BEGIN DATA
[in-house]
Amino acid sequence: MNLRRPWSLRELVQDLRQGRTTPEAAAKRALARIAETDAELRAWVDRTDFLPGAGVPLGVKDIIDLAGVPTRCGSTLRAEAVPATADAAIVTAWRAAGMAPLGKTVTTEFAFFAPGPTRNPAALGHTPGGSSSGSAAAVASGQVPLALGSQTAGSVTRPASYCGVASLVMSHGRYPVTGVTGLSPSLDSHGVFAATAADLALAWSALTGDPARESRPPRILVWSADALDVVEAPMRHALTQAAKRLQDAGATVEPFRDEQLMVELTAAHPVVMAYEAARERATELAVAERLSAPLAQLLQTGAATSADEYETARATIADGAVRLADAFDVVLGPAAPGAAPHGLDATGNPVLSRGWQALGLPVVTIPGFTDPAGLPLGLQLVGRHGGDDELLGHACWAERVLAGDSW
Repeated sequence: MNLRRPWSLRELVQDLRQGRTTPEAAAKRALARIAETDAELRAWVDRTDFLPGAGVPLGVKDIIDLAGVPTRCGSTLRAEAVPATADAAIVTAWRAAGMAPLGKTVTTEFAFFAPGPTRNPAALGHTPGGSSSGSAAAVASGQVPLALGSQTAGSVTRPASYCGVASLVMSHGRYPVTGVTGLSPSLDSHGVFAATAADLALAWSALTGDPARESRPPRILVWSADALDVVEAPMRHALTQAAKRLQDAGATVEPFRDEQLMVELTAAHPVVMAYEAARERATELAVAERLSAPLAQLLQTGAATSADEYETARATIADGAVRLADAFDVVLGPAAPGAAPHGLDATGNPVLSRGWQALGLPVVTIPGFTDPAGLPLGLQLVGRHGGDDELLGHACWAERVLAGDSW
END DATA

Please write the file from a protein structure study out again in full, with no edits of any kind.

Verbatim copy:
[in-house]
Amino acid sequence: MNLRRPWSLRELVQDLRQGRTTPEAAAKRALARIAETDAELRAWVDRTDFLPGAGVPLGVKDIIDLAGVPTRCGSTLRAEAVPATADAAIVTAWRAAGMAPLGKTVTTEFAFFAPGPTRNPAALGHTPGGSSSGSAAAVASGQVPLALGSQTAGSVTRPASYCGVASLVMSHGRYPVTGVTGLSPSLDSHGVFAATAADLALAWSALTGDPARESRPPRILVWSADALDVVEAPMRHALTQAAKRLQDAGATVEPFRDEQLMVELTAAHPVVMAYEAARERATELAVAERLSAPLAQLLQTGAATSADEYETARATIADGAVRLADAFDVVLGPAAPGAAPHGLDATGNPVLSRGWQALGLPVVTIPGFTDPAGLPLGLQLVGRHGGDDELLGHACWAERVLAGDSW
Repeated sequence: MNLRRPWSLRELVQDLRQGRTTPEAAAKRALARIAETDAELRAWVDRTDFLPGAGVPLGVKDIIDLAGVPTRCGSTLRAEAVPATADAAIVTAWRAAGMAPLGKTVTTEFAFFAPGPTRNPAALGHTPGGSSSGSAAAVASGQVPLALGSQTAGSVTRPASYCGVASLVMSHGRYPVTGVTGLSPSLDSHGVFAATAADLALAWSALTGDPARESRPPRILVWSADALDVVEAPMRHALTQAAKRLQDAGATVEPFRDEQLMVELTAAHPVVMAYEAARERATELAVAERLSAPLAQLLQTGAATSADEYETARATIADGAVRLADAFDVVLGPAAPGAAPHGLDATGNPVLSRGWQALGLPVVTIPGFTDPAGLPLGLQLVGRHGGDDELLGHACWAERVLAGDSW